Cabin and Trail trips directory

From WikiDOC
Revision as of 20:13, 23 March 2011 by Eazy e (talk | contribs) (Hikes)
Jump to: navigation, search

Cabin and Trail offers a variety of trips throughout the year to get Dartmouth students and community members outdoors. On this page you'll find some of the classic hikes accessible from the Hanover area that Cabin and Trail members like to frequent.


Hike difficulty ratings:

  • 1 = very easy
  • 2 = easy
  • 3 = moderate
  • 4 = strenuous
Trip name Hike (miles) Difficulty Drive (miles) Region
Velvet Rocks 5 1 0 Hanover
Balch Hill 3 1 0 Hanover
Holt's Ledge 4 1 11 Hanover
Gile Mountain 1.4 1 9 Hanover
Pinnacle 2.5 1 15 Hanover
Moose Mountain 4 2 10 Hanover
Mt. Cardigan 4 2 25 Hanover
Mt. Ascutney 4 2 25 Hanover
Mt. Hunger 4 2 75 Green Mountains
Mt. Hale 5 2 95 Pemigewasset Wilderness
Smarts Mountain 7 3 15 Hanover
Mt. Cube 7 3 30 Hanover
Camel's Hump 7 3 65 Green Mountains
Mt. Moosilauke 7 3 50 Hanover
The Kinsmans 12 4 75 Franconia
Lafayette & Lincoln 9 4 75 Franconia
Liberty & Flume 10 4 75 Franconia
Mt. Chocorua 8 4 85 Sandwich Range
Mt. Osceola 8 4 75 Sandwich Range
Mt. Adams 9 4 100 Presidential Mountains
Mt. Madison 8 4 100 Presidential Mountains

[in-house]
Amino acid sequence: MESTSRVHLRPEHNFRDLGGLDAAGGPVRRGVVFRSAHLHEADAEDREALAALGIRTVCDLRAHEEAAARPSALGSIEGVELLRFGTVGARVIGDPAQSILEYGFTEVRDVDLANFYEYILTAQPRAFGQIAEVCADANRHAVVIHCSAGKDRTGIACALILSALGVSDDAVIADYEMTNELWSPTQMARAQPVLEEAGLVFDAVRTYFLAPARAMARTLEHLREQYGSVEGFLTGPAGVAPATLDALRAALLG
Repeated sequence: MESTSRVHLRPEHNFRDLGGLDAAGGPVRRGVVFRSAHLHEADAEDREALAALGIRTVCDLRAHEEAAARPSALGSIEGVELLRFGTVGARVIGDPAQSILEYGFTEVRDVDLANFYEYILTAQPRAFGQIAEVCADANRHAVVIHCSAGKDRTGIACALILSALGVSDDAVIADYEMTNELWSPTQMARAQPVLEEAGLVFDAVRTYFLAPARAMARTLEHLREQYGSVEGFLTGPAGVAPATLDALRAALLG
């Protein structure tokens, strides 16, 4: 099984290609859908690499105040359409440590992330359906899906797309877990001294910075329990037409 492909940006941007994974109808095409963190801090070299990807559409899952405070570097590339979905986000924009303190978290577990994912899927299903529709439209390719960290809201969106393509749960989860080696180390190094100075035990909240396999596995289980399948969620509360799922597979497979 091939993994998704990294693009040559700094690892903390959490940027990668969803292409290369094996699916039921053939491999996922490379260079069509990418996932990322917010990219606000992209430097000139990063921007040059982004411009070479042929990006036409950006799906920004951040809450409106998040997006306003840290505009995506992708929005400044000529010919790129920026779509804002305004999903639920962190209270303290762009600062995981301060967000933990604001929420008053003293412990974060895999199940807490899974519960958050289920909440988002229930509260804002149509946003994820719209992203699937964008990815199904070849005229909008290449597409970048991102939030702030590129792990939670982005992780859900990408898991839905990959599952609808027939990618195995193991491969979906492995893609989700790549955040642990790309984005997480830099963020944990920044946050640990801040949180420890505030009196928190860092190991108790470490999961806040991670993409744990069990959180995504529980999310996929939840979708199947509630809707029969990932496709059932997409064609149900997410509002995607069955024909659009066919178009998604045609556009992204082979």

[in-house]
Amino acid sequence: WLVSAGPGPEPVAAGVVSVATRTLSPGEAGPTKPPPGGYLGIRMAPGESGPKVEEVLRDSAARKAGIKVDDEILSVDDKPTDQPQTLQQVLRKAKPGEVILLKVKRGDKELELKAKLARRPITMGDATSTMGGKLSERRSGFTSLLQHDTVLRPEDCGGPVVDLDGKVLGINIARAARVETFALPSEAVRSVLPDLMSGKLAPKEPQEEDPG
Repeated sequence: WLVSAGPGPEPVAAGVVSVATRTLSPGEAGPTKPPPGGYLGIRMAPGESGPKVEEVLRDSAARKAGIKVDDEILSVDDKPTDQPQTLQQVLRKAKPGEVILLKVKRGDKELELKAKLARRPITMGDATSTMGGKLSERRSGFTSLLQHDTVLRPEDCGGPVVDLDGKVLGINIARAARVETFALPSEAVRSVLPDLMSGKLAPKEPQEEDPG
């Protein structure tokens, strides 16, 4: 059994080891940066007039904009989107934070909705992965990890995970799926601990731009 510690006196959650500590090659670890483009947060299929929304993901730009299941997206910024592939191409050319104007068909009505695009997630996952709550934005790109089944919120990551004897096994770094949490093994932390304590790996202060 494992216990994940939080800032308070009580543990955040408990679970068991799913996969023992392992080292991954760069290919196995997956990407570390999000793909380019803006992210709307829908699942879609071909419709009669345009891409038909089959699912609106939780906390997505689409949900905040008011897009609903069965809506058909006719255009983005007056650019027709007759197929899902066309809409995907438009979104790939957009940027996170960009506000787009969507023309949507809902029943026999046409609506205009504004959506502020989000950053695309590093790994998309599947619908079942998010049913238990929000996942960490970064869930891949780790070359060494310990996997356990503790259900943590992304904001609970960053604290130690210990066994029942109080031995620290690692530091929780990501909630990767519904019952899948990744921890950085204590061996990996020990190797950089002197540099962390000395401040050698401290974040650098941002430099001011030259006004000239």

Mt. Eisenhower 9 4 95 Presidential Mountains
Mt. Mansfield 9 4 80 Green Mountains

The Vermont Section of the DOC-maintained Appalachian Trail

Presumably, you have already heard of The 50 -- the fifty miles of the Appalachian Trail that CnT maintains between Hanover, NH and the Beaver Brook trail in North Woodstock, NH [the edge of Mt. Moosilauke]. However, did you know that CnT ALSO maintains 25 miles of the Appalachian Trail in our next-door-neighbor state of Vermont? That's right: in addition to the ever-popular "50", we are in charge of the lovely but less well-known "25", stretching south from Hanover all the way to Woodstock, VT. Although this section of trail is quite beautiful, close to home, and features 3 lovely shelters, there is hardly any published information about it -- for example, it is not in the D.O.G.! Hopefully this Wiki article will change all of that and will make it easier for Chubbers to enjoy this beautiful section of trail. Although it's 25 miles long, there are a ton of roads splitting it up into nice little dayhikes; or you can do some backpacking and stay in the shelters! The great thing about the VT section of trail is that there are no mountains -- it's all rolling hills, grassy fields, and other bucolic Vermont landscapes, making it an easy way to get into the great outdoors.

Happy hiking!

Other trips

Ski trips

Sledding trips


Educational trips

Biking trips

Other fun stuff

More Info

For more info on trips in the area, also check out: